African Nights in Santiago: Carlomarco’s trans-continental sounds
Context is a rather complicate thing. From 2010, Chile has experienced a palpable increase in the immigration of africans and other peoples of african descent, setting a frame for the emergence of new social opportunities and indigestions. New markets appear, prejudices rise or sediment, new links to the social reality are established from each and every one’s point of view, all of this mediated by the inescapable fact of difference: the interaction amongst peoples who speak different languages, have different cultures and whose skin tones reflect these or those nanometers in the visible light spectrum.
In spite of their geographic distance, Latin America and Africa have quite the bit in common, just consider that awkward “third world” label and those awesome good times with the Spanish and Portuguese empires around the XV century and further on. In regards to music, there seems to be an attunement between the two continents. An example of this would be the productions of Federico Palma – a.k.a. Carlomarco – who we met on night in Santiago’s Barrio Italia chugging down Indian Pale Ale and some other imported beers.
Always the music enthusiast, his tastes became accustomed to the notions of rhythm and flow predominant in african sensibility – passing away from the melody and virtuosism which best characterizes the “occidental”. Starting very early, with Corazones Rojos from the inevitable chilean pioneers of the synthesizer and the drum machine, Los Prisioneros, going through the works of Ari, the Spanish MC with a “perfect hook”[i], finally arriving at Miles’ Doo Wop. From those heights, it became easier for him to see beyond the more universally known afro-americanisms of Hip-hop and Jazz and gaze upon Africa; as it became globalized, yet preserving a certain purity to its sounds and feelings: the Africa of William Onyeabor and Msafiti Zawose.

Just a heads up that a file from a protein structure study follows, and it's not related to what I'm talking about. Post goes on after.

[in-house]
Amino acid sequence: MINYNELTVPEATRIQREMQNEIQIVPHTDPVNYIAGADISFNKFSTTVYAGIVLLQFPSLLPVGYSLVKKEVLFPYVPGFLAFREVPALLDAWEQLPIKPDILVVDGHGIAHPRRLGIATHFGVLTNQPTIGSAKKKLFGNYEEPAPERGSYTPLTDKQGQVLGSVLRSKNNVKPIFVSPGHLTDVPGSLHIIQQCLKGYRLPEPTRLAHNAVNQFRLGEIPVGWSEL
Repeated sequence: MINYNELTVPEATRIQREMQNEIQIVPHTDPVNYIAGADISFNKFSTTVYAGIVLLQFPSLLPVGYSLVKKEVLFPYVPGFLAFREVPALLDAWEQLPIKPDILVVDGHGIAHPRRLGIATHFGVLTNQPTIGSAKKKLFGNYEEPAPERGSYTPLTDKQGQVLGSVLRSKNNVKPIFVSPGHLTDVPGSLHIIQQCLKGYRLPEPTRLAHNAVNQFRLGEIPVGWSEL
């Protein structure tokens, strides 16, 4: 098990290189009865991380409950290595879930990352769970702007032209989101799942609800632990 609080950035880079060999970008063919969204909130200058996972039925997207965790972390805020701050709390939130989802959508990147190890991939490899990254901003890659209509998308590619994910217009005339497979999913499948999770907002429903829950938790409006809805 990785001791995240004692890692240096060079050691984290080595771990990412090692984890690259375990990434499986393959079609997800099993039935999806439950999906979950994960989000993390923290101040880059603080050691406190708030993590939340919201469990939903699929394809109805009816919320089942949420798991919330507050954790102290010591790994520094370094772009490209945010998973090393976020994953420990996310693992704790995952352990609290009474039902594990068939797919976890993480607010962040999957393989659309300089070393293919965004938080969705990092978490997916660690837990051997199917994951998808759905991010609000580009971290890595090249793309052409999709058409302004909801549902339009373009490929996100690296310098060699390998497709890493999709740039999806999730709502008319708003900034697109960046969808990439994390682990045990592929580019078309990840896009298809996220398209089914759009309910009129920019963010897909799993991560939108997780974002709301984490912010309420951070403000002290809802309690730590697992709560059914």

When he was a little teenage boy and it the time came to pick his clique, he opted for rap, a penchant that he kept chasing after until he formed a Hip-hop project, Noctambulus. After walking a long way of Hip-hop production and making his incursion into mixing, he didn’t wish to appear as one of those deejays who play tech-house, as he wasn’t much enthused about that genre. Influenced by a wave of bass music in 2012 and in search of a greater plurality in discourse, ethnicity, aesthetics and culture he decided to shove all his knowledge an investigations of african music into his tracks, which totally caught the audience off guard, but earned him not a few, quite good reactions.
In order to succeed in a social and cultural entreprise of this sort, he’s organized the event Noche Africana, along with a group of friends with similar tastes, namely Paulopulus (a bandmate from Noctambulus), Christian de Leiva (designer and scenographer) and Pableiro (World Music producer). The objective is to create a chilean scene of intense activity, with a new sound, new music and new cultural riches as they collaborate with artists from around the world.
If we check his facebook event invitations, we’ll find that they’re also translated to Creole, as they also wish to appeal to the Haitian communities in the city. This is because Carlomarco intends to take one step further from partyng, mixing and remixing, and have an impact on a communitary and social level, fostering a space for co-creation along the african and african-descended communities of Chile. He’s fowarded that around March of the running year, Noche Africana will take a turn towards cultural promotion.
If you wish to know more about Carlomarco’s african sounds, you can find his DJ Set for Live In Santiago 001 here: